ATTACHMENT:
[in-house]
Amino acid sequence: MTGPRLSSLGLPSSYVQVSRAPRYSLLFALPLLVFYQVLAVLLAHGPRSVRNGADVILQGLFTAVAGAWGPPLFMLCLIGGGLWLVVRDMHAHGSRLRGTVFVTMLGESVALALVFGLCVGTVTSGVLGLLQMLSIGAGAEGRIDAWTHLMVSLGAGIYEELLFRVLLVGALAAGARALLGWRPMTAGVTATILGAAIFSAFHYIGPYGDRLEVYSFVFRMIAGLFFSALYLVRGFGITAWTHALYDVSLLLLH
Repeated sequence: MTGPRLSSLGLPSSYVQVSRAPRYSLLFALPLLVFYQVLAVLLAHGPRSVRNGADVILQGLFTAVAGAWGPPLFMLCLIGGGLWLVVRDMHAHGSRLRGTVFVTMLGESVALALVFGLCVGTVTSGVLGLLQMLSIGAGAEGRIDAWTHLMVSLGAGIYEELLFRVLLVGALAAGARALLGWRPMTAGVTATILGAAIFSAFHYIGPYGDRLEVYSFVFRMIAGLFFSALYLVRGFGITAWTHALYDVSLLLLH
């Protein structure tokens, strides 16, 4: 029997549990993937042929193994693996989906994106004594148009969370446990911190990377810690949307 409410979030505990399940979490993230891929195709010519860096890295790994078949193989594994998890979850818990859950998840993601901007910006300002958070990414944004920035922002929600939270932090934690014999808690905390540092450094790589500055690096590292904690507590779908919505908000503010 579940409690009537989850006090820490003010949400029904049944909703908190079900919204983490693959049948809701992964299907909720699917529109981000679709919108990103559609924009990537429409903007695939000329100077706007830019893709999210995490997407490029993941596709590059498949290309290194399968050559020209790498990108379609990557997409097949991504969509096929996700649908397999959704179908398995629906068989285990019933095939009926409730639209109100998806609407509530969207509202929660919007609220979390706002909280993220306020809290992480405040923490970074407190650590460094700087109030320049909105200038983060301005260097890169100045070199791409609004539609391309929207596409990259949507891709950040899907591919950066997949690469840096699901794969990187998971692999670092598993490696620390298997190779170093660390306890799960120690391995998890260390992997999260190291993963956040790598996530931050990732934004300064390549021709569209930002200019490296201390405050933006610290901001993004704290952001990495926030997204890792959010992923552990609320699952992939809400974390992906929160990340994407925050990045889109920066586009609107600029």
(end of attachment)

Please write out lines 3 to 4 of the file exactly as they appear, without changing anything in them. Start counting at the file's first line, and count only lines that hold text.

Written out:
Repeated sequence: MTGPRLSSLGLPSSYVQVSRAPRYSLLFALPLLVFYQVLAVLLAHGPRSVRNGADVILQGLFTAVAGAWGPPLFMLCLIGGGLWLVVRDMHAHGSRLRGTVFVTMLGESVALALVFGLCVGTVTSGVLGLLQMLSIGAGAEGRIDAWTHLMVSLGAGIYEELLFRVLLVGALAAGARALLGWRPMTAGVTATILGAAIFSAFHYIGPYGDRLEVYSFVFRMIAGLFFSALYLVRGFGITAWTHALYDVSLLLLH
């Protein structure tokens, strides 16, 4: 029997549990993937042929193994693996989906994106004594148009969370446990911190990377810690949307 409410979030505990399940979490993230891929195709010519860096890295790994078949193989594994998890979850818990859950998840993601901007910006300002958070990414944004920035922002929600939270932090934690014999808690905390540092450094790589500055690096590292904690507590779908919505908000503010 579940409690009537989850006090820490003010949400029904049944909703908190079900919204983490693959049948809701992964299907909720699917529109981000679709919108990103559609924009990537429409903007695939000329100077706007830019893709999210995490997407490029993941596709590059498949290309290194399968050559020209790498990108379609990557997409097949991504969509096929996700649908397999959704179908398995629906068989285990019933095939009926409730639209109100998806609407509530969207509202929660919007609220979390706002909280993220306020809290992480405040923490970074407190650590460094700087109030320049909105200038983060301005260097890169100045070199791409609004539609391309929207596409990259949507891709950040899907591919950066997949690469840096699901794969990187998971692999670092598993490696620390298997190779170093660390306890799960120690391995998890260390992997999260190291993963956040790598996530931050990732934004300064390549021709569209930002200019490296201390405050933006610290901001993004704290952001990495926030997204890792959010992923552990609320699952992939809400974390992906929160990340994407925050990045889109920066586009609107600029």